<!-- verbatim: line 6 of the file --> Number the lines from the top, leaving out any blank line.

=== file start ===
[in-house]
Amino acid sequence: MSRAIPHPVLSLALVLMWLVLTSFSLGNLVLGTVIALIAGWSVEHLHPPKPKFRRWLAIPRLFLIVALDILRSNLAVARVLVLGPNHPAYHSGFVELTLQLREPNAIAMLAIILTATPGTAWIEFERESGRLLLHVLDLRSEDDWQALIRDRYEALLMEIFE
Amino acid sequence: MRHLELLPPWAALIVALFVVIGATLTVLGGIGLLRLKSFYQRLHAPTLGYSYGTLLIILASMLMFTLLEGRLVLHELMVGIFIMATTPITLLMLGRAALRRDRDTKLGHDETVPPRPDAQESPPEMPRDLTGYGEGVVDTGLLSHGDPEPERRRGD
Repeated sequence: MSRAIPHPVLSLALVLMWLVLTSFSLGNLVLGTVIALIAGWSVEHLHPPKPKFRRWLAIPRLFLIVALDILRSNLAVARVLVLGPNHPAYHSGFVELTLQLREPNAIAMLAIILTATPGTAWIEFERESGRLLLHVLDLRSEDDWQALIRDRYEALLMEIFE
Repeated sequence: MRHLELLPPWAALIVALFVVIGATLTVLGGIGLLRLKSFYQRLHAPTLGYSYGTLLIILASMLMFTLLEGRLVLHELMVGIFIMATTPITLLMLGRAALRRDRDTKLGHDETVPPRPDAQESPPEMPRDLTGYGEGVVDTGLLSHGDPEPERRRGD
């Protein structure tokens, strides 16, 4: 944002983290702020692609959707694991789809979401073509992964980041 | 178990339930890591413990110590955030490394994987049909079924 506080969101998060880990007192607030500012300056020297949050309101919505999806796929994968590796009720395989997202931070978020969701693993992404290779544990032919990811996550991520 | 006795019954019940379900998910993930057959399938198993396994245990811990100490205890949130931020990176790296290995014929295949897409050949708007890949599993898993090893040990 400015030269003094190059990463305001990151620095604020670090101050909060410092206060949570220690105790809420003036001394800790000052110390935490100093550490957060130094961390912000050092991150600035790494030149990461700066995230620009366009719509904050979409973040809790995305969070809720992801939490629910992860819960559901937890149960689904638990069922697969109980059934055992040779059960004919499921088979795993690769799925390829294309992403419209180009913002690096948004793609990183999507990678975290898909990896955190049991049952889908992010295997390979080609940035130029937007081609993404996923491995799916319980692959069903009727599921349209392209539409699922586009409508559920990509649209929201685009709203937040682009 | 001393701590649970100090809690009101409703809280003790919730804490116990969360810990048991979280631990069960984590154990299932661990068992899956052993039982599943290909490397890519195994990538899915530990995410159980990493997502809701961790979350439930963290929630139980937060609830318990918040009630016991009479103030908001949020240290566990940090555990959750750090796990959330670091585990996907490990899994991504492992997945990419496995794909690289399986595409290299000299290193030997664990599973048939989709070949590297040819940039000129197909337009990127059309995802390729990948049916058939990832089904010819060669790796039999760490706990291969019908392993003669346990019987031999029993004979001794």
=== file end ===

């Protein structure tokens, strides 16, 4: 944002983290702020692609959707694991789809979401073509992964980041 | 178990339930890591413990110590955030490394994987049909079924 506080969101998060880990007192607030500012300056020297949050309101919505999806796929994968590796009720395989997202931070978020969701693993992404290779544990032919990811996550991520 | 006795019954019940379900998910993930057959399938198993396994245990811990100490205890949130931020990176790296290995014929295949897409050949708007890949599993898993090893040990 400015030269003094190059990463305001990151620095604020670090101050909060410092206060949570220690105790809420003036001394800790000052110390935490100093550490957060130094961390912000050092991150600035790494030149990461700066995230620009366009719509904050979409973040809790995305969070809720992801939490629910992860819960559901937890149960689904638990069922697969109980059934055992040779059960004919499921088979795993690769799925390829294309992403419209180009913002690096948004793609990183999507990678975290898909990896955190049991049952889908992010295997390979080609940035130029937007081609993404996923491995799916319980692959069903009727599921349209392209539409699922586009409508559920990509649209929201685009709203937040682009 | 001393701590649970100090809690009101409703809280003790919730804490116990969360810990048991979280631990069960984590154990299932661990068992899956052993039982599943290909490397890519195994990538899915530990995410159980990493997502809701961790979350439930963290929630139980937060609830318990918040009630016991009479103030908001949020240290566990940090555990959750750090796990959330670091585990996907490990899994991504492992997945990419496995794909690289399986595409290299000299290193030997664990599973048939989709070949590297040819940039000129197909337009990127059309995802390729990948049916058939990832089904010819060669790796039999760490706990291969019908392993003669346990019987031999029993004979001794």